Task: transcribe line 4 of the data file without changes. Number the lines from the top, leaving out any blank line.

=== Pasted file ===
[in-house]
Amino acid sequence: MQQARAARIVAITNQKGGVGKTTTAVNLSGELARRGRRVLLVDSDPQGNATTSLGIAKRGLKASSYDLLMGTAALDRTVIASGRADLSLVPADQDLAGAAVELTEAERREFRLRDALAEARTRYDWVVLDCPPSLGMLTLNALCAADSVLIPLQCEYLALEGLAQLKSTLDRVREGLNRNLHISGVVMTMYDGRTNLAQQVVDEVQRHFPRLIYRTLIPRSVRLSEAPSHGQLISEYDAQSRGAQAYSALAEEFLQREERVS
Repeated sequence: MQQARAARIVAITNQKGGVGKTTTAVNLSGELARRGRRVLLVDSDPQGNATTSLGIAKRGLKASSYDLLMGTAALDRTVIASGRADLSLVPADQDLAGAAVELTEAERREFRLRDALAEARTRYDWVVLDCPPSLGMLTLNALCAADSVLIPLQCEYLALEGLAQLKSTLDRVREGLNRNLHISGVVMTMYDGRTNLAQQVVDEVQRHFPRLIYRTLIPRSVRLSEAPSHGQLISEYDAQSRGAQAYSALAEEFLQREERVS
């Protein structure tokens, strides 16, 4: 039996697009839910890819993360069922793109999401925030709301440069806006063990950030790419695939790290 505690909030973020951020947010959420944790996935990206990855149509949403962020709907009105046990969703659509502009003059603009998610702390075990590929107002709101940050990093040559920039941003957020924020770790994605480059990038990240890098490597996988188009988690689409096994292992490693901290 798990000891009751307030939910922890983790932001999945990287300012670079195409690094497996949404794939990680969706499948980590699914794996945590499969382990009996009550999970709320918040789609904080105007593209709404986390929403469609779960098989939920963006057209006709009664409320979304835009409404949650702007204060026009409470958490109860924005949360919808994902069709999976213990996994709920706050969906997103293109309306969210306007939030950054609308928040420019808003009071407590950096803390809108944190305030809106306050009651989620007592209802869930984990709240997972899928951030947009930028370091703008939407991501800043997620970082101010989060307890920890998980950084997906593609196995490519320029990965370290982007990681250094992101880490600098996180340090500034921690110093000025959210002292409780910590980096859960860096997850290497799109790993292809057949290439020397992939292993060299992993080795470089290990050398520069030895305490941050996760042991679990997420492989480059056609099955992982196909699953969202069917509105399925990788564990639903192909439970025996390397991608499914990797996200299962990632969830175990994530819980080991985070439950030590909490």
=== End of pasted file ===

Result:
């Protein structure tokens, strides 16, 4: 039996697009839910890819993360069922793109999401925030709301440069806006063990950030790419695939790290 505690909030973020951020947010959420944790996935990206990855149509949403962020709907009105046990969703659509502009003059603009998610702390075990590929107002709101940050990093040559920039941003957020924020770790994605480059990038990240890098490597996988188009988690689409096994292992490693901290 798990000891009751307030939910922890983790932001999945990287300012670079195409690094497996949404794939990680969706499948980590699914794996945590499969382990009996009550999970709320918040789609904080105007593209709404986390929403469609779960098989939920963006057209006709009664409320979304835009409404949650702007204060026009409470958490109860924005949360919808994902069709999976213990996994709920706050969906997103293109309306969210306007939030950054609308928040420019808003009071407590950096803390809108944190305030809106306050009651989620007592209802869930984990709240997972899928951030947009930028370091703008939407991501800043997620970082101010989060307890920890998980950084997906593609196995490519320029990965370290982007990681250094992101880490600098996180340090500034921690110093000025959210002292409780910590980096859960860096997850290497799109790993292809057949290439020397992939292993060299992993080795470089290990050398520069030895305490941050996760042991679990997420492989480059056609099955992982196909699953969202069917509105399925990788564990639903192909439970025996390397991608499914990797996200299962990632969830175990994530819980080991985070439950030590909490």